I remember thinking how jealous I was over the years growing up hearing that word. “My daddy is helping me with my math homework.” “My daddy is driving me for ice cream.” “My daddy is going to build my science fair project.” What was my daddy doing? Busy getting married to a new woman before the divorce with my mother was even final. I was 12. Before then, I didn’t think that anything was wrong in our family. I remember the Christmas that I found out that Santa didn’t exist when I saw my mom and dad running with gifts from a hidden closet and putting them under the tree. I remember when I would sit next to my dad on those few Sunday dinners when he would join us (when he wasn’t busy with “work”), and he would let me sneak a sip of his Meister Breu beer even though I was only six years old. I remember when he would come home late at night and I would wait up knowing he stopped at Walgreen’s for bags of candy that he and I would eat until the bags were finished. I remember when he took a paddle to my older half-sister and hit her so hard on her elbow that I thought he cracked her bone forever, as I cried cowering at the stairs. I remember how he had us kneel in a corner for the smallest infraction of rules he made up on the spot. I remember how he had my mom call me from a block down the street as I played with a friend, forcing me to return to the house to change the television channel for him because he didn’t want to get up and walk the five feet to do it himself (before remote control devices existed). I remember the callouses on the bottom of his feet that he would have me cut off and I choked down the vomit when I was eight, nine and ten years old for being forced to do such a deed, while my mother did the dishes in the kitchen nearby.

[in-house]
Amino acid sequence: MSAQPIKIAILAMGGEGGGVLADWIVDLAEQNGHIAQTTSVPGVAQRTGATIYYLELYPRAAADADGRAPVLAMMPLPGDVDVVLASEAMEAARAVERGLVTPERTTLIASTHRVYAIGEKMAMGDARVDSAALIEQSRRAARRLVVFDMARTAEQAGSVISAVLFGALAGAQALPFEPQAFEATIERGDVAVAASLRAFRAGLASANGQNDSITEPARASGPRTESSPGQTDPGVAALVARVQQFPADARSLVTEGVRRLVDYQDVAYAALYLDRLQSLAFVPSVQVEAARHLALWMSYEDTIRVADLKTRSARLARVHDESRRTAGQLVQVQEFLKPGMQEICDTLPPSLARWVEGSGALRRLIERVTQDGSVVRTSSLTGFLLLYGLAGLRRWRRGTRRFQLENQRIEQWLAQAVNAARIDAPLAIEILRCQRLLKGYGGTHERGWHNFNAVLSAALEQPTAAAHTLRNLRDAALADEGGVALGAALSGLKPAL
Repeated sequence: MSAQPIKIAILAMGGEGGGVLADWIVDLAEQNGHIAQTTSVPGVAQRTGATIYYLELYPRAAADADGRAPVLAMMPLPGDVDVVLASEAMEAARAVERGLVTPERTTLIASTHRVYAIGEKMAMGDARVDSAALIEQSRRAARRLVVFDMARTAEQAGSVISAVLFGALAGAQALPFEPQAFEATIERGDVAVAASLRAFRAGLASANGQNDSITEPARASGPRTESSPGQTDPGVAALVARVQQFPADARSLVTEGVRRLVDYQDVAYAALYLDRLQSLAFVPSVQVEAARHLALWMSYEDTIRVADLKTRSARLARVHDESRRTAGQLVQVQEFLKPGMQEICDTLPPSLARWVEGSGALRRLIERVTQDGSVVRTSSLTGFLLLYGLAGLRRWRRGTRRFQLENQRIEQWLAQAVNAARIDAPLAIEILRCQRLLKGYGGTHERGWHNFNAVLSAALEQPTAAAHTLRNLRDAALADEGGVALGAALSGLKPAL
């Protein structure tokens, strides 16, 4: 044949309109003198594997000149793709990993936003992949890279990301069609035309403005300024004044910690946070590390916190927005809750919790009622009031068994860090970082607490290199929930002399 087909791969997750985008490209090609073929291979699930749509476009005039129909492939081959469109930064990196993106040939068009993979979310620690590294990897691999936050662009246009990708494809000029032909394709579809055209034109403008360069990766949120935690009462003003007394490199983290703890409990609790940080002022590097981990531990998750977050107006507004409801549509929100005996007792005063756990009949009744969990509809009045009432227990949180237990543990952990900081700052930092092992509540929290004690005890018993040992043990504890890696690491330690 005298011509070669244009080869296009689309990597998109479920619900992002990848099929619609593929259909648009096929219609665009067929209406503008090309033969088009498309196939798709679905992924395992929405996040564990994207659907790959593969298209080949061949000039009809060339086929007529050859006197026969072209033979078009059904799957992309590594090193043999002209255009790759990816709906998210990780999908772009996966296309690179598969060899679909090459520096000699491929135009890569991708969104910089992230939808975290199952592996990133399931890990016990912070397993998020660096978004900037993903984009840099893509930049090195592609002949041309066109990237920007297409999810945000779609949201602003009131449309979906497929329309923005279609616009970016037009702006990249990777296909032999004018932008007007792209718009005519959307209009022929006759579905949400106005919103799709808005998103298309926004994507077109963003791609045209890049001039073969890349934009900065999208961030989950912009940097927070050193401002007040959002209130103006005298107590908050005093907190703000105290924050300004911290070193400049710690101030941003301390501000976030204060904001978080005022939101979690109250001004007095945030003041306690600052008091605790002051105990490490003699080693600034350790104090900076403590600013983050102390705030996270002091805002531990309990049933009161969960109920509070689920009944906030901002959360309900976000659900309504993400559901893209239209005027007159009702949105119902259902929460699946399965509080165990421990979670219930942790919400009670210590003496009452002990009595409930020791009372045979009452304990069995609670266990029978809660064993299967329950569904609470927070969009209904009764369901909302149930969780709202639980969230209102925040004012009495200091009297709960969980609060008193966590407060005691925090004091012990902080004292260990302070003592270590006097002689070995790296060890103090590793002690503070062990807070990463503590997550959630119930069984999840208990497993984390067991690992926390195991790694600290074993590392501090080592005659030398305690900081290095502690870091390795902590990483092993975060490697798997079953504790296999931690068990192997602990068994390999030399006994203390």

Life is made up of memories – they can be happy ones that you cherish your whole life or traumas that you don’t know how to get rid of. Somehow I have forgotten any of the happy thoughts – or there are so few in my life that they are drown out by the din of the traumas. Like the day my dad left. Imagine not knowing that your parents even had a problem, and then one Saturday morning your parents get into a raging fight. Over what, who knows? I’m twelve and they are yelling half in Polish. My dad storms out of the house into his leased black Cadillac sitting in the front circular driveway. My mom yells to my brother, “Go get his clothes! Go get his clothes!” My brother, a year older than me, dutifully goes to the bedroom on the first floor and grabs a bunch of white underwear from the top bureau drawer and runs them over to my mother. She takes them and throws them at his car as the white clothes go flying in all directions. He screeches out of the driveway, causing black tire marks that remained there for months, another memory etched into my mind. No, really a trauma. As I stood at the family room window watching this unfold, I began to cry. Was dad coming back? It didn’t seem like it, and, of course, he never did. Except the one time he returned with his lawyer.